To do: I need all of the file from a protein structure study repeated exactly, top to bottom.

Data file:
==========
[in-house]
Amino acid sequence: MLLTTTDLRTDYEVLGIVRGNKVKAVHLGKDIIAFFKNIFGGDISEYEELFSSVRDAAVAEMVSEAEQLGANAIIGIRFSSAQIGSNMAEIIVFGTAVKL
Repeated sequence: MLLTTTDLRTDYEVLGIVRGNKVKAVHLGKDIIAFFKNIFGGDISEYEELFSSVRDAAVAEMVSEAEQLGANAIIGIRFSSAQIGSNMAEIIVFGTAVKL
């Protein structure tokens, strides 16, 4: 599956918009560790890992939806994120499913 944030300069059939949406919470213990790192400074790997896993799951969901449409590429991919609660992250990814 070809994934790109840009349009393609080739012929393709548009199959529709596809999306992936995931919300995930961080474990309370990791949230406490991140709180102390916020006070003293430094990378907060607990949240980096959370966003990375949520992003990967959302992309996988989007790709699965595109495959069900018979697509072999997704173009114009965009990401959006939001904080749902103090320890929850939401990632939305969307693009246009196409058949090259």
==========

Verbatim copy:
[in-house]
Amino acid sequence: MLLTTTDLRTDYEVLGIVRGNKVKAVHLGKDIIAFFKNIFGGDISEYEELFSSVRDAAVAEMVSEAEQLGANAIIGIRFSSAQIGSNMAEIIVFGTAVKL
Repeated sequence: MLLTTTDLRTDYEVLGIVRGNKVKAVHLGKDIIAFFKNIFGGDISEYEELFSSVRDAAVAEMVSEAEQLGANAIIGIRFSSAQIGSNMAEIIVFGTAVKL
């Protein structure tokens, strides 16, 4: 599956918009560790890992939806994120499913 944030300069059939949406919470213990790192400074790997896993799951969901449409590429991919609660992250990814 070809994934790109840009349009393609080739012929393709548009199959529709596809999306992936995931919300995930961080474990309370990791949230406490991140709180102390916020006070003293430094990378907060607990949240980096959370966003990375949520992003990967959302992309996988989007790709699965595109495959069900018979697509072999997704173009114009965009990401959006939001904080749902103090320890929850939401990632939305969307693009246009196409058949090259």